The pause after I said that was probably 15 seconds but it felt like forever.  It was such a big moment for me.  Then my sponsor said the very last words I ever expected to hear; she said to me: “I used to pull my hair every single day too and one day at a time, I have not done it for six months.”

This completely shocked me and took my breath away.  I now realize that the chances of the first person I ever told about my hair pulling not only having trich, but having trich and being in some kind of recovery, that was some kind of sign. I had no doubt about that.

Not only was I not alone, I actually had hope.  After pulling my hair out from age 3 until age 28, I had hope and I eventually parlayed that hope into ultimately becoming pull-free.  It was around this time that I began applying to grad schools to become a therapist.

My original goal wasn’t to work exclusively with people who had trich because there were, and are, many things I wanted to work with.  Once I got into grad school, however, I learned what trichotillomania was and realized it was important that I began reaching out to folks who had the disorder.

I found TLC (the Trichotillomania Learning Center) and began to see how widespread the problem was. They asked me to present workshops for them at their retreats and conferences all over the country, which I did. I met people from many places who were deeply affected by my talks and who shared with me how inspired they were.  I also gave workshops for parents and spouses of hair pullers as I saw how important it was that they also understood the problem.

My practice became about 50% people who were suffering from trichotillomania and then slowly began to include dermatillomania (compulsive skin picking [CSP]).  Today I work with many issues but often find that hair pullers and skin pickers need to address more pressing issues before we can focus on the their picking and/or pulling.


What are the signs that the behavior is a problem rather than an activity such as fidgeting or something that can be treated by a dermatologist? 

Dermatologists do not treat trichotillomania though they have contributed to the conversation because they know things about hair re-growth.

The standard treatment is cognitive-behavioral therapy, although I use a more holistic approach.  I may employ cognitive behavioral techniques, but in my opinion you need to treat the whole person for long term recovery.

The signs of needing treatment are related to one’s age and one’s level of concern.  Often parents panic when a kid begins twirling or pulling our hair at a young age and they want to rush and bring their child in for treatment to a therapist but young kids do not respond well to treatment for this and often they will simply grow out of the behavior.  If a child is age 3 to 10, I usually meet with the parents and help them learn to detach somewhat from the behavior and not to panic. In many cases kids may grow out of it if you don’t make it a big deal.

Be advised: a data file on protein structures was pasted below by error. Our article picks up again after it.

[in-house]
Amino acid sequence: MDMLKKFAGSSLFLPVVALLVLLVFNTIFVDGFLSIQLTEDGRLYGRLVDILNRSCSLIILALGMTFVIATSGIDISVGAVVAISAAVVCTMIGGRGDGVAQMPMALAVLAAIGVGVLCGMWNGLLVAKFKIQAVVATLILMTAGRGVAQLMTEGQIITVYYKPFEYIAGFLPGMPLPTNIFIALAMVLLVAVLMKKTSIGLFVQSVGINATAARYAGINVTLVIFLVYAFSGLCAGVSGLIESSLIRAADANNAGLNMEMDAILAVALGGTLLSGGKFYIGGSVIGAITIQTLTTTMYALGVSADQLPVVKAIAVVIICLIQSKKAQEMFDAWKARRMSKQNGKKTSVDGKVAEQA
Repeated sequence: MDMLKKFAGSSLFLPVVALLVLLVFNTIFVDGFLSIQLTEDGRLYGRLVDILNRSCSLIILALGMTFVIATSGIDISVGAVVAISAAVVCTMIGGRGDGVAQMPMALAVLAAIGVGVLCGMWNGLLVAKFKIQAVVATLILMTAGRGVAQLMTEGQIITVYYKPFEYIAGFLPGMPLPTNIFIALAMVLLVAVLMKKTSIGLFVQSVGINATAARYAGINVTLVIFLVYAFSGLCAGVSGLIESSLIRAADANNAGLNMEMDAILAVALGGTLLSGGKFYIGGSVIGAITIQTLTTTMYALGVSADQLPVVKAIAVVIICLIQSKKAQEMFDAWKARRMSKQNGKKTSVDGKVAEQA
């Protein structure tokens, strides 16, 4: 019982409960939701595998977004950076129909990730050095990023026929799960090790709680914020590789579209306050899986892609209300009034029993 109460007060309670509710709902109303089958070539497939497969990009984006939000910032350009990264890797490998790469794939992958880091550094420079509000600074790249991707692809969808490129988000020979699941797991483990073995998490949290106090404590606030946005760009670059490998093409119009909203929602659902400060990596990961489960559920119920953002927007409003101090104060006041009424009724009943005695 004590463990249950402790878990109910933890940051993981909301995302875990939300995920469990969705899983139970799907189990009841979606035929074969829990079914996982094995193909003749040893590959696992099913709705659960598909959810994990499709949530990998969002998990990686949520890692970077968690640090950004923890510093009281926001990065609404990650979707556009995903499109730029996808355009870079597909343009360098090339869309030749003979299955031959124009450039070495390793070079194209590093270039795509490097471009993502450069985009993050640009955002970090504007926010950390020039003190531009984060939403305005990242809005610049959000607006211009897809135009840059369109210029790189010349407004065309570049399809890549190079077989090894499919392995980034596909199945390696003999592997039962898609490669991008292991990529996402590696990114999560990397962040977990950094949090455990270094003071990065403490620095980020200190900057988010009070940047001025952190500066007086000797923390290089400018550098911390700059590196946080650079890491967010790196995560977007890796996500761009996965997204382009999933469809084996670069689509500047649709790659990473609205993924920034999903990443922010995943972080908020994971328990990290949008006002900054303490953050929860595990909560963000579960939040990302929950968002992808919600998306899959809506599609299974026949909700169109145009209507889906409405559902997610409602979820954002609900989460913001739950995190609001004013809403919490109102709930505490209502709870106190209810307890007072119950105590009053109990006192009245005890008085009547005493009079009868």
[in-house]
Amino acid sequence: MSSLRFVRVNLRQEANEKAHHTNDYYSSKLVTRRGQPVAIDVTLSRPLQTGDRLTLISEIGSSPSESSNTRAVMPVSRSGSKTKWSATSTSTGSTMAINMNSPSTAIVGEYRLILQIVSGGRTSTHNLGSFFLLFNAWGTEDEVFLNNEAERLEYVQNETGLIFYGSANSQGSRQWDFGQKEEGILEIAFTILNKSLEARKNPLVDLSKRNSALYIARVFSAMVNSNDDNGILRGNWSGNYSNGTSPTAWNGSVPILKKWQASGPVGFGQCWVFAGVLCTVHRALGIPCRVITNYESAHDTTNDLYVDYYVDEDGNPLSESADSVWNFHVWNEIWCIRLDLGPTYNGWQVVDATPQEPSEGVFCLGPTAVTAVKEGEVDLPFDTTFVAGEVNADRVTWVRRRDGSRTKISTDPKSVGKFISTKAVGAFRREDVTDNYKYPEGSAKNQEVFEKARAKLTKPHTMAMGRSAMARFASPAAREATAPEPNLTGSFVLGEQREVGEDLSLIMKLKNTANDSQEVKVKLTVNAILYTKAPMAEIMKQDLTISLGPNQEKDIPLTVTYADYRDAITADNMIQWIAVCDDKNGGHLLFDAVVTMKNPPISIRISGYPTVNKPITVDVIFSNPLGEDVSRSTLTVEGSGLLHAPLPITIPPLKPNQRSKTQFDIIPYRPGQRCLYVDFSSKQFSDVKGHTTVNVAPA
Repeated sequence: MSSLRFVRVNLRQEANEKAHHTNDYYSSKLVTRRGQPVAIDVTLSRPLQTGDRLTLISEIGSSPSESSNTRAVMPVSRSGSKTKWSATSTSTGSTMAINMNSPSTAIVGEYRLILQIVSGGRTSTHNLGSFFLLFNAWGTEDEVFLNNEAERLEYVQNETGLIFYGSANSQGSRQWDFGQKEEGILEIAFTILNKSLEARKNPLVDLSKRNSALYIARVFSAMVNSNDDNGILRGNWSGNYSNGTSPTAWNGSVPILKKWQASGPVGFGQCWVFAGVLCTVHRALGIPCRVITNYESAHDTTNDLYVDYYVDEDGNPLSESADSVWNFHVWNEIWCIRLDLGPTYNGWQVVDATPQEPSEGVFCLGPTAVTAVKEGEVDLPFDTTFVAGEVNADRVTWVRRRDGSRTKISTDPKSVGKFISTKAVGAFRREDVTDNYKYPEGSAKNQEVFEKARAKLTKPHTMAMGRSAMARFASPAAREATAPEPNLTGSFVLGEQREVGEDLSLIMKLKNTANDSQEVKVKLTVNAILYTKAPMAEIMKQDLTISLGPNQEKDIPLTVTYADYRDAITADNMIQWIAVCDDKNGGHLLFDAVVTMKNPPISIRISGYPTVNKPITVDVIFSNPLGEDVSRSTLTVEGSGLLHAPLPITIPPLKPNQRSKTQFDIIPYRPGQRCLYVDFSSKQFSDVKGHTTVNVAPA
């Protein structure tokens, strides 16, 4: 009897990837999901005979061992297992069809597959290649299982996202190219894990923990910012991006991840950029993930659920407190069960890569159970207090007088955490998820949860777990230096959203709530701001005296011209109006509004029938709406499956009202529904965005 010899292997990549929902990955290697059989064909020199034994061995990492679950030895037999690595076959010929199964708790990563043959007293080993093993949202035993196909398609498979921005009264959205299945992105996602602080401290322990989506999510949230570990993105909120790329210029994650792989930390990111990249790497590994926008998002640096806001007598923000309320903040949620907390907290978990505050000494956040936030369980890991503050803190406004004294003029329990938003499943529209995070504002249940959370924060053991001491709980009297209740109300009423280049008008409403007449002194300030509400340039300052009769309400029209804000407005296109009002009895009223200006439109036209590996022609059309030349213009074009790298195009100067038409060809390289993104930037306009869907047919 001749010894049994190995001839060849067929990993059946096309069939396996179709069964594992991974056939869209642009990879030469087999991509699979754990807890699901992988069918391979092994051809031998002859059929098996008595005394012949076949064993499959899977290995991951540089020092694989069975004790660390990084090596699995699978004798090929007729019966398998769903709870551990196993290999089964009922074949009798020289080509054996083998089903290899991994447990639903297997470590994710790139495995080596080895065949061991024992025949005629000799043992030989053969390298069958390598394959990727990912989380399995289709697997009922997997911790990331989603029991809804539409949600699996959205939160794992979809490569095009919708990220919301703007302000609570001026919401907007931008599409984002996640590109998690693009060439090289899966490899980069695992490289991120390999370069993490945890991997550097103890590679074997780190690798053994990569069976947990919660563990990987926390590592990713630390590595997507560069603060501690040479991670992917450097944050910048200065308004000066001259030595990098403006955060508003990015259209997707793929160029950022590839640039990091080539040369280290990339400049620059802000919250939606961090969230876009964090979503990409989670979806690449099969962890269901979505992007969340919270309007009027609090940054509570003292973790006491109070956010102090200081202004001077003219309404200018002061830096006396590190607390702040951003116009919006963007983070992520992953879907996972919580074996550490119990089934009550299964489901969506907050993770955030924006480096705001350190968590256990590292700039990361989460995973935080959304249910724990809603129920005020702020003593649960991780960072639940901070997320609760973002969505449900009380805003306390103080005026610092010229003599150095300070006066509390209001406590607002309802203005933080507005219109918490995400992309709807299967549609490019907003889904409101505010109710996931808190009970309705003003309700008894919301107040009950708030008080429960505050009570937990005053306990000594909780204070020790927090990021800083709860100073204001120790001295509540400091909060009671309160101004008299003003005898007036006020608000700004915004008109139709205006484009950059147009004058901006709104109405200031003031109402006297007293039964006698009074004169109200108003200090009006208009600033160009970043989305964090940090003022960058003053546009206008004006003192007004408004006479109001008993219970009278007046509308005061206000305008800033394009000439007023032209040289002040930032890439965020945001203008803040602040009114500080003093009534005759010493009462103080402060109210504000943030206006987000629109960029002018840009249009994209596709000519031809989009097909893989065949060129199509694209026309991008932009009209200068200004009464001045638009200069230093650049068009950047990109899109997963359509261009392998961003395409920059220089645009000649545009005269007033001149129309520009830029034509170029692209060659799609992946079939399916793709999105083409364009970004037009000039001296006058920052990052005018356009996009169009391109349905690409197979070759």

Once someone is concerned about the problem, whether they are 12 or 30, it’s time to get treatment and that treatment would be psychological.


When a person has TTM, are there medications (topical or psychotherapeutic) that you find to be effective?

The only substance that studies have indicated is actually highly effective for trichotillomania is an amino acid called NAC or N-Acetyl Cysteine, and just to be very clear, the FDA has not approved ANY medication for the treatment of TTM.* NONE.

Despjte this fact, SSRIs are often prescribed because 60 percent of people with trich are also suffering from another disorder like depression or anxiety which respond to medications.[1]


Are there activities that are associated with pulling? 

Common activities and locations are: Watching TV or movies, sitting at the computer (working or playing), studying, talking on the phone (especially to someone you don’t want to talk to and feel unable to get off the phone with), in bed going to sleep, in bed while waking up and driving.


Aside from a compulsion, an inner need to perform the behavior that provides the momentary relief, are there common reasons that people pull?  For instance curly eyelashes sticking together, ingrown eyebrows, dry patches of skin…  In other words, is there a discomfort that people complain about that in and of itself focuses attention on that specific area.   

Hair pulling is nearly always begun unconsciously.  Any reasons like the above are simply rationalizations people give themselves because they want to understand why it is happening.

These kinds of things MAY be a trigger to get someone to start pulling– they feel a coarse hair and pull at it, they pick at dry skin or zits, they are grooming unruly eyebrows — and the appetite gets whetted, the urge gets stimulated but the bottom line is, people pull because they have trich.


Can hair pulling go beyond destructive to dangerous?  Are there long term health consequences related to hair pulling? 

For the most part there really aren’t.